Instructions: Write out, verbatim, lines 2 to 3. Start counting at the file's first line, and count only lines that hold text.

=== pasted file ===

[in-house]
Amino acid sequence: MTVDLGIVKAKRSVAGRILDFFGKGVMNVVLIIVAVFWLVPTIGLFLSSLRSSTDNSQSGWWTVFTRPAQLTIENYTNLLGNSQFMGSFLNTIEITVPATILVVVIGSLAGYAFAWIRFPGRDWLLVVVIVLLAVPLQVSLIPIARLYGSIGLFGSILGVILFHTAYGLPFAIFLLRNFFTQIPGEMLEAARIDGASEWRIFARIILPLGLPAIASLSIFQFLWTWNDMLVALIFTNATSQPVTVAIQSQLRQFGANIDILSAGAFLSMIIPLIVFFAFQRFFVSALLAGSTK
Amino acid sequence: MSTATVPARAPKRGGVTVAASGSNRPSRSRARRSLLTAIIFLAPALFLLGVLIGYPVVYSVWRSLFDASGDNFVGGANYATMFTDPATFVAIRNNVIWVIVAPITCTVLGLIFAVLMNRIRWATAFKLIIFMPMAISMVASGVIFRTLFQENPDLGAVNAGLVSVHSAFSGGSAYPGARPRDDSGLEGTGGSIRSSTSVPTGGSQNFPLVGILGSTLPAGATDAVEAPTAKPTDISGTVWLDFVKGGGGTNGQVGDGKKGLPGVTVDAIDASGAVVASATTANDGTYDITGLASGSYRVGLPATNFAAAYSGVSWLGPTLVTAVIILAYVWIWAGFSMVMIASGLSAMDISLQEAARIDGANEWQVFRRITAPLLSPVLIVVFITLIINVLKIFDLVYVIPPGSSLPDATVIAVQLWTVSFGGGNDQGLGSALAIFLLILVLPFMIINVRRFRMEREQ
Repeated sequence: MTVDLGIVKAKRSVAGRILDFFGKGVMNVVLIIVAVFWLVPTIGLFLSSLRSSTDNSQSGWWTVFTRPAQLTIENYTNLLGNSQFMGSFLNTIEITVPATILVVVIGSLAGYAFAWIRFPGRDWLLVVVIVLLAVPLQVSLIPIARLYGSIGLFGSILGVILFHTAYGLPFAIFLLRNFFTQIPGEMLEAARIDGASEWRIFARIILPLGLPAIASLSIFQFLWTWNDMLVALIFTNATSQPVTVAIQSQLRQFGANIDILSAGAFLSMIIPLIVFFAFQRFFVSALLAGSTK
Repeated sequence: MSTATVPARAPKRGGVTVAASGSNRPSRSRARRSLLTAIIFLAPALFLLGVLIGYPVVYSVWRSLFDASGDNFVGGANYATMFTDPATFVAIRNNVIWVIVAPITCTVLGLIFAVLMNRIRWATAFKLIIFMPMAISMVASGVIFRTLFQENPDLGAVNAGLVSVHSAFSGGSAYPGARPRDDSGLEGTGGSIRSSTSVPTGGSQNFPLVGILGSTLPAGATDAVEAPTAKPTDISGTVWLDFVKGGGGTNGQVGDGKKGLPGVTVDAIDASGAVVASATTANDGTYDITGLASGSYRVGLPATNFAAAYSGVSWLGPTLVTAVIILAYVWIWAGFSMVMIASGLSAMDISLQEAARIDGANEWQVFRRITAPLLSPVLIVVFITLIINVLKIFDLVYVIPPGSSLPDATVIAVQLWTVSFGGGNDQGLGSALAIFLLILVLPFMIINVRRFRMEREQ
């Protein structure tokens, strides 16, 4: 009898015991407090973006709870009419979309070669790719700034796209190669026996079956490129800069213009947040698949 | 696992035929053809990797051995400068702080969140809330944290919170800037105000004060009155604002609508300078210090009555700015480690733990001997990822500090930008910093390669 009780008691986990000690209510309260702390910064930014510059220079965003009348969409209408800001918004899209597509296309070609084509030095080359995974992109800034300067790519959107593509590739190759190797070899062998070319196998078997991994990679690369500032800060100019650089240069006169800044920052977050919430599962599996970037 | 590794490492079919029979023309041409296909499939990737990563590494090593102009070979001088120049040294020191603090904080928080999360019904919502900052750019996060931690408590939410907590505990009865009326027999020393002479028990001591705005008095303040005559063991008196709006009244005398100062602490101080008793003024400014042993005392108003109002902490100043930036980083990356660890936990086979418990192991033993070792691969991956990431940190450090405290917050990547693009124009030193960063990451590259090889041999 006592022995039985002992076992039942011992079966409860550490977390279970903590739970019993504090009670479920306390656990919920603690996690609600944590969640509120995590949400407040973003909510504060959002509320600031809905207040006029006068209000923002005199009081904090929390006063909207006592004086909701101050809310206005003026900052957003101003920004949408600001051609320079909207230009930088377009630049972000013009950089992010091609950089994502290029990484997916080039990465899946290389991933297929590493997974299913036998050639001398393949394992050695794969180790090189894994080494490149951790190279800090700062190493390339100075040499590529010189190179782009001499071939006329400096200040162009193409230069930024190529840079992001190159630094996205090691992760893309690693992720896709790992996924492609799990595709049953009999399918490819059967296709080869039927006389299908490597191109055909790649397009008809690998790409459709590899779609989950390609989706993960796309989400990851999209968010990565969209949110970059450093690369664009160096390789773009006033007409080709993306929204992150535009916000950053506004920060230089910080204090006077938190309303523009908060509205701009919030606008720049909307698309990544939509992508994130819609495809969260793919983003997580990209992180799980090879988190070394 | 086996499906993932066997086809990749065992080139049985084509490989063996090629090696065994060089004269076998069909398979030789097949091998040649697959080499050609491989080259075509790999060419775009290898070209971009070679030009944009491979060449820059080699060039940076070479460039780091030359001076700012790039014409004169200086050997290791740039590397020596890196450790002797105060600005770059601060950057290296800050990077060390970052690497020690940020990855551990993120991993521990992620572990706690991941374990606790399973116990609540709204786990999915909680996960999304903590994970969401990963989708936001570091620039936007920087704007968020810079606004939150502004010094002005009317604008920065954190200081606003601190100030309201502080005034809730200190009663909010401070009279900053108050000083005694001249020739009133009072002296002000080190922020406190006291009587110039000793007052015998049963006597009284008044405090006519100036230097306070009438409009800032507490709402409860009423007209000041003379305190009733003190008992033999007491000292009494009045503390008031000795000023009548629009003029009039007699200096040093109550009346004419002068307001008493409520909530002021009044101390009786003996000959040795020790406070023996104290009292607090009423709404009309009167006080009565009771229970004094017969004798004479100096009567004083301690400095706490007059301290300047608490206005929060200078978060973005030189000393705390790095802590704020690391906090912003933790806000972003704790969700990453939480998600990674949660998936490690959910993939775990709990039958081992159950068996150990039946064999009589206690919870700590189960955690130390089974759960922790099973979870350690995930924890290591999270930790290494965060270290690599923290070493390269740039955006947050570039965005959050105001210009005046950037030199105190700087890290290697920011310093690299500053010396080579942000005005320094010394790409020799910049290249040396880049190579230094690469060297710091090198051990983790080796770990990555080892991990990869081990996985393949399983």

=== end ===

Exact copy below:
Amino acid sequence: MTVDLGIVKAKRSVAGRILDFFGKGVMNVVLIIVAVFWLVPTIGLFLSSLRSSTDNSQSGWWTVFTRPAQLTIENYTNLLGNSQFMGSFLNTIEITVPATILVVVIGSLAGYAFAWIRFPGRDWLLVVVIVLLAVPLQVSLIPIARLYGSIGLFGSILGVILFHTAYGLPFAIFLLRNFFTQIPGEMLEAARIDGASEWRIFARIILPLGLPAIASLSIFQFLWTWNDMLVALIFTNATSQPVTVAIQSQLRQFGANIDILSAGAFLSMIIPLIVFFAFQRFFVSALLAGSTK
Amino acid sequence: MSTATVPARAPKRGGVTVAASGSNRPSRSRARRSLLTAIIFLAPALFLLGVLIGYPVVYSVWRSLFDASGDNFVGGANYATMFTDPATFVAIRNNVIWVIVAPITCTVLGLIFAVLMNRIRWATAFKLIIFMPMAISMVASGVIFRTLFQENPDLGAVNAGLVSVHSAFSGGSAYPGARPRDDSGLEGTGGSIRSSTSVPTGGSQNFPLVGILGSTLPAGATDAVEAPTAKPTDISGTVWLDFVKGGGGTNGQVGDGKKGLPGVTVDAIDASGAVVASATTANDGTYDITGLASGSYRVGLPATNFAAAYSGVSWLGPTLVTAVIILAYVWIWAGFSMVMIASGLSAMDISLQEAARIDGANEWQVFRRITAPLLSPVLIVVFITLIINVLKIFDLVYVIPPGSSLPDATVIAVQLWTVSFGGGNDQGLGSALAIFLLILVLPFMIINVRRFRMEREQ